Maso is one of the first Czech words I learned. Followed closely by kuře, hovězí, jehněčí and vepřové. My reasoning being that as a non-Czech speaking vegetarian I could then eliminate most items with meat from a Czech restaurant menu.
I’m told learning Czech is difficult and finding vegetarian food in the Czech Republic is an equally complicated proposition. I’m struggling my way through “Czech: Step by Step” and nodding agreement there, but decide to find out just how hard it really is to find vegetarian meals in Brno…
Everest Indian Restaurant
An obviously powdered Mango Lassi served in a beer glass doesn’t give me initial confidence that I’m in safe culinary hands. There are a lot of Czech, German and English typos on the menu too. Anyone care for Gulab Jamun, apparently bowels of wheat?
Brno’s Indian restaurants run the gambit of okay-to-dreadful (one is pretty dreadful) and coming from New Zealand where there’s a large Indian community — I’m quite used to good Indian food. Everest is the first I encountered here that is good. In fact the food is very, very good.
I ask for a Dal Fry — Indian hot — they make it Indian hot. The breads are crisp and flavoursome. Not everything is vegetarian obviously, but there are two pages of vegetarian dishes on Everest’s menu. If you’re here a while just start at the top and work your way down! A great selection of authentic food, and the Indian restaurant to frequent in Brno.
Avoid powdered Mango Lassi. Bowels of wheat is probably fine.
Kiwi Raw Food
I’m not sure what I’m expecting. I have visions of leaves. Coleslaw perhaps. Potato salad at a push. Whatever I have in mind I’m not close.
I order broccoli soup as a starter. It will be cold right? They’re not going to cook it so it’s going to be cold green soup. Well, yeah in a way it is, but it’s much more. It’s beautiful presented cold green soup that as soon as you put a spoonful to your lips you’re wondering: how did they do this? What other flavours are going on here? What is it that lifts this to a whole new culinary level?
Well — this is food with art in it. A dietary gallery showing just how wonderful food can really be if people put thought, time and love into it.
Soup’s followed by a buckwheat pancake and vegetable noodles. Less green but equally stunning — and don’t ask me to decide what is better. Impossible.
Probably the most perfect food I have ever tried in any restaurant anywhere. If you’re in Brno you should drop whatever you’re doing and go. Now.
A chain of vegetarian buffet cafes isn’t what you expect in a country that Anthony Bourdain once referred to as “The land that vegetables forgot.” Statistically he’s correct with only around 1.5% of the population vegetarian or vegan compared with 9% of neighbouring Germans. Defying these numbers there are 4 Rebios in Brno — and Rebio on Orli is pretty much humming with customers over lunch.
Perhaps it’s something about a buffet that attracts people short of time, or perhaps it’s just because meat or not — the food is damn good and you don’t have to be a vegetarian to appreciate that.
There’s a wide range of options on offer, soups, several kinds of hot dishes, salads, fresh fruit and delectable cakes! It’s comforting food that you can select quickly and then enjoy at your own pace. They do charge by weight though — so it’s best not to go too crazy in piling up your plate (tempted at the many choices though you may be).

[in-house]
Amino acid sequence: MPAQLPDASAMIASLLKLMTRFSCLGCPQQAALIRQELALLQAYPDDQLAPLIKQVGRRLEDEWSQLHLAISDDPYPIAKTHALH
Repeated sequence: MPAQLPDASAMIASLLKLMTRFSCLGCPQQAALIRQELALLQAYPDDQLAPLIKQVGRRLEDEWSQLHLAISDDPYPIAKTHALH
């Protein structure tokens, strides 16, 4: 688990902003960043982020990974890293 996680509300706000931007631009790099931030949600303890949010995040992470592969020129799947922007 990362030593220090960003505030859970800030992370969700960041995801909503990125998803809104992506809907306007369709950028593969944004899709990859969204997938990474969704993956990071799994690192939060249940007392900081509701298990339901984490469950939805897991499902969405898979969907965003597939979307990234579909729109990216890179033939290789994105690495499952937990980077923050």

Shanghai Čínská Restaurace
I notice the restaurant has a long table of Chinese customers polishing off a myriad of dishes: a promising sign in a European country that if Chinese come to a Chinese restaurant — the chef must be doing something right, right?
I have a sudden craving for vegetable egg foo yung — which isn’t on the menu — although the maso and seafood versions are. “You want it with just vegetables?” the girl waitress asks. Yes. Mushrooms? Sure. Anything you think works. The girl waitress walks off singing.
Okay this is another restaurant with a meat (mostly) menu, but there are some classic Asian vegetarian dishes here too if you’re in the mood for sifting. Cucumber and garlic, seaweed, mushrooms and Chinese cabbage, tofu with vegetables. You need to buy 3 or 4 small dishes and share them to appreciate the meal and the prices allow you to do so.
Vegetable egg foo yung appears, and it has more than mushroom. It has a wide range of tasty vegetables. I’m happy. Girl waitress walks off singing. Obviously happy too.
I like the atmosphere here. It has a lot of bricks and is cavern-like. I am partial to caverns. Much like Batman. Although unlike Batman I prefer not to dress in a rubber suit (other than on special occasions). I am partial to the food here too. The food is predominantly Middle-Eastern/Mediterranean influenced but there are dishes which have a distinct Indian flavor.
So you find curry-fusion mains, Turkish breads, hummus and wraps, moussaka, sweet baklava desserts and exotic coffees. The place you return to again and again and sample something new each time.
Try Bombay Karnabit, a spicy (for Czech Republic) cauliflower stew or Kosa Forn Bil Gibna a Turkish cheese gratin with cherry tomatoes and zucchini — both are amazing and food you won’t find elsewhere in Brno (or the whole Czech Republic?)
Bricks/caverns/great vegetarian food. Just some of my favourite things — and not that difficult to find after all.